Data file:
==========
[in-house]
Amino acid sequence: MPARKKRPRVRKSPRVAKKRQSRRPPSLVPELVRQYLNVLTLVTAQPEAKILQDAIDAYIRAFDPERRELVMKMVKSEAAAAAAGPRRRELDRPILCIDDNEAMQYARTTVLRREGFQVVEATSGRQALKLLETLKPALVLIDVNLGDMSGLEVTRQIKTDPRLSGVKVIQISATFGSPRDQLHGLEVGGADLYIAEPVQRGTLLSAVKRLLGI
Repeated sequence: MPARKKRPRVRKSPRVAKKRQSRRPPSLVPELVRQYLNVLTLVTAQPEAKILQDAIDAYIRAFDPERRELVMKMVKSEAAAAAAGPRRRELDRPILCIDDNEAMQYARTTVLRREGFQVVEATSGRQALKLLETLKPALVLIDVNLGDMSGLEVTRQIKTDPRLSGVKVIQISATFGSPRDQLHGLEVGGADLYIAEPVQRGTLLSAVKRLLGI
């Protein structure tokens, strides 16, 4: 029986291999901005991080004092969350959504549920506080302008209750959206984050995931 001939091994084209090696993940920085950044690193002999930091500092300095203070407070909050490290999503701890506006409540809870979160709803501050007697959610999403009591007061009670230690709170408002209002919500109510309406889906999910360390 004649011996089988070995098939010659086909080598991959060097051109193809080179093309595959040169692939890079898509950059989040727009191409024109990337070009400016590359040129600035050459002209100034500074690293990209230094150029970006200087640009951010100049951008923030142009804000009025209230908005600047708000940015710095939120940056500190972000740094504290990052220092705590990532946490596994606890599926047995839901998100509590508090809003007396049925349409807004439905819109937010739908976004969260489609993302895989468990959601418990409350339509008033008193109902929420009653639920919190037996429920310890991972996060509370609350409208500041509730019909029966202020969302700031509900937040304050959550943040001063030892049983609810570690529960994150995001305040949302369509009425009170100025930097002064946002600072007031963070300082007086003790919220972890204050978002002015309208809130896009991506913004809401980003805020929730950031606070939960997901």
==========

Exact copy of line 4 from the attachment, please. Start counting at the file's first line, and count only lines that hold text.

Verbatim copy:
């Protein structure tokens, strides 16, 4: 029986291999901005991080004092969350959504549920506080302008209750959206984050995931 001939091994084209090696993940920085950044690193002999930091500092300095203070407070909050490290999503701890506006409540809870979160709803501050007697959610999403009591007061009670230690709170408002209002919500109510309406889906999910360390 004649011996089988070995098939010659086909080598991959060097051109193809080179093309595959040169692939890079898509950059989040727009191409024109990337070009400016590359040129600035050459002209100034500074690293990209230094150029970006200087640009951010100049951008923030142009804000009025209230908005600047708000940015710095939120940056500190972000740094504290990052220092705590990532946490596994606890599926047995839901998100509590508090809003007396049925349409807004439905819109937010739908976004969260489609993302895989468990959601418990409350339509008033008193109902929420009653639920919190037996429920310890991972996060509370609350409208500041509730019909029966202020969302700031509900937040304050959550943040001063030892049983609810570690529960994150995001305040949302369509009425009170100025930097002064946002600072007031963070300082007086003790919220972890204050978002002015309208809130896009991506913004809401980003805020929730950031606070939960997901």